Disillusionment in Ukraine The Sad End of the Orange Revolution
Part 3: Living in a Feudal Oligarchy
"We Ukrainians don't love ourselves, and we don't respect ourselves," says Mikhail Brodsky; who is running for president once again. "We traditionally eat bacon in the morning, but we don't know that it's unhealthy, and we don't even live to the age of 70. And many of us still don't even want to work hard."
Brodsky, a bald 50-year-old, is Ukraine's mattress king, one of the country's minor magnates who, together with his son, owns 200 retail stores nationwide and an Internet site. He once owned a bank, which got him into difficulties, as well as the Kievskiye Vedomosti, a well-known newspaper. But he was forced out of the newspaper business by people who were more powerful than him.
Brodksy is sitting in the Kalina pastry shop, across the street from the Arsenal, a former weapons factory in Kiev, which he also owns. He says he is worried about the fusion of business and politics, a development that stands in the way of real reform.
"We have put the totalitarian regime behind us, as well as the post-totalitarian regime, and now we live in a feudal oligarchy," says Brodsky. He wants to see all those brought to justice who have amassed vast fortunes in recent years but are unable to account for the source of their wealth. Four hundred of the 450 members of the Ukrainian parliament are said to be millionaires.
"I think we should put the thieves to the acid test," says the mattress king. Unfortunately, he adds, the worst crooks of the post-Soviet era have fled abroad. One of them is the former head of the oil and gas company Naftogaz. According to Brodsky, an international warrant was issued for the man's arrest, but he now has a Russian passport and lives in Moscow. It isn't surprising that the economy isn't improving, he says, when there is so little security for investors.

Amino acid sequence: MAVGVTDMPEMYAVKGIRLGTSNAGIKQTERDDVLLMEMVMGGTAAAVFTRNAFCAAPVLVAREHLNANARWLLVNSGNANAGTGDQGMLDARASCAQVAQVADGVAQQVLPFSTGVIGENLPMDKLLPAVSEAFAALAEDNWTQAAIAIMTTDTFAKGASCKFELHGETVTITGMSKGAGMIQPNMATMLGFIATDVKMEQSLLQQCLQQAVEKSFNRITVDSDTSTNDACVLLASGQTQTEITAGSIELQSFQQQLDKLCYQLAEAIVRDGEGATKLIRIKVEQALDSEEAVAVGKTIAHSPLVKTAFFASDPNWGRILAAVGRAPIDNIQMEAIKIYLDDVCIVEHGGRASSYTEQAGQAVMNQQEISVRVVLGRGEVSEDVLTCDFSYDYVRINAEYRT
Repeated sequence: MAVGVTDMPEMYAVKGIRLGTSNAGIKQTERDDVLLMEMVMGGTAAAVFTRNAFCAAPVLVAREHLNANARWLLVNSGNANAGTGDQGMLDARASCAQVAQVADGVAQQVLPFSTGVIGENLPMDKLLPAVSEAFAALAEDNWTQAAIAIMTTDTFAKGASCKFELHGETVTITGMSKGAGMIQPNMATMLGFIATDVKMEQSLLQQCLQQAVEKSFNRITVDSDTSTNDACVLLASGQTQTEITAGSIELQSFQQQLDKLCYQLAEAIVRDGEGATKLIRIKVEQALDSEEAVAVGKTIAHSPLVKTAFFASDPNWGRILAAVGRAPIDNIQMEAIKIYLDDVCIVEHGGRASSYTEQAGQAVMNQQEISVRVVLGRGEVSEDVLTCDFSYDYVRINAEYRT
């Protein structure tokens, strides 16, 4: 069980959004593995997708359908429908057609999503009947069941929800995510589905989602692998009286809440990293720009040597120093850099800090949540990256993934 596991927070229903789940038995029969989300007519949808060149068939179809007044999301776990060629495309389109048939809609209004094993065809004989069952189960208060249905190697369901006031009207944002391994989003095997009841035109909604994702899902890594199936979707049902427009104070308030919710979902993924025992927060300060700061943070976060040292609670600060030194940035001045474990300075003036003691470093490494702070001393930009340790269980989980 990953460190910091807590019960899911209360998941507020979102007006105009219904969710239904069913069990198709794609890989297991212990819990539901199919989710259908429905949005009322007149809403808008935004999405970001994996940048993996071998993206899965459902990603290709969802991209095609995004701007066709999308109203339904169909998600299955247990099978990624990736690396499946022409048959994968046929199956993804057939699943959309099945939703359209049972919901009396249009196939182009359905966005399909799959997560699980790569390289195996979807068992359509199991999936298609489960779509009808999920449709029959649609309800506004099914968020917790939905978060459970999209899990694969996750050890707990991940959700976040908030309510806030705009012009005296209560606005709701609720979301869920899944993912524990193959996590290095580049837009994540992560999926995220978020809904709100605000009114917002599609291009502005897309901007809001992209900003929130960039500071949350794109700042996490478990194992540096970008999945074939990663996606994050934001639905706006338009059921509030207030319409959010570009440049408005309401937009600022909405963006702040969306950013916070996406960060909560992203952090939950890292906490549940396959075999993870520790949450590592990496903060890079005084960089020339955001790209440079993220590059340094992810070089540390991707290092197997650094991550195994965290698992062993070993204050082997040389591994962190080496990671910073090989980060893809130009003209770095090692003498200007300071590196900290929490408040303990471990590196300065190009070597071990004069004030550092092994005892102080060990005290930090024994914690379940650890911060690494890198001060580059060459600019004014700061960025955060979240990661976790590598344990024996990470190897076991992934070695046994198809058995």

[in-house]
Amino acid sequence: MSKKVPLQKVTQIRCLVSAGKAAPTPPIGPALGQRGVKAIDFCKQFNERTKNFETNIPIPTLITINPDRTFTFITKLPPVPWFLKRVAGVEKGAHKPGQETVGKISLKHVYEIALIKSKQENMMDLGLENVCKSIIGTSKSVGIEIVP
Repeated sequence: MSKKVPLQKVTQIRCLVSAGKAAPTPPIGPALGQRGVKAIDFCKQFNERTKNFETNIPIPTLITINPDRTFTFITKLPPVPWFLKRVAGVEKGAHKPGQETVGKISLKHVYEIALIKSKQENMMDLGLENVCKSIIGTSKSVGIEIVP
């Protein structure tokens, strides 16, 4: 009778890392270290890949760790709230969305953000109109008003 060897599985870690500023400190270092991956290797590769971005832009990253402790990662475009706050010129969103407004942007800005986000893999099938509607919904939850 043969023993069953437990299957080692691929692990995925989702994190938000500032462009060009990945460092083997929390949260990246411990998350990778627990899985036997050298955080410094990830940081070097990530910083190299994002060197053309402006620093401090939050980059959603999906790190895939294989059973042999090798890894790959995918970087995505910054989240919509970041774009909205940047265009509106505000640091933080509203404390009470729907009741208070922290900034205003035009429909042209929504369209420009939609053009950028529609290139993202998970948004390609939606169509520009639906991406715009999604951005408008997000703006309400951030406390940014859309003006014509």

In fact, foreign direct investment grew fivefold after the Orange Revolution, but now more than $30 billion of that foreign capital has been pulled out of the country again. Ukrainian exports to the United States declined by 90 percent last year.
Brodsky is a living example of how quickly political loyalties change within the Ukrainian elite. He once supported Yushchenko and Tymoshenko, but he has since turned away from the two politicians, particularly the prime minister, because she "has brought the old Kuchma cronies into her team, sells off slots on her register of voters and bribes judges on the constitutional court."
Brodsky has formed his own party, called the Free Democrats, which has about 1,000 members, a modest number that is reflected in his showing in the polls. According to the latest figures, 0.87 percent of Ukrainians would vote for him as president. This doesn't trouble him, however. In the 2004 election, he was referred to as a "count candidate," a term used to describe those who sell their votes to one of the two leading candidates in the important runoff election.
He did it for Yushchenko in 2004. Does he have a deal with Yanukovych this time, or perhaps even with Tymoshenko? Brodsky smiles -- and says nothing.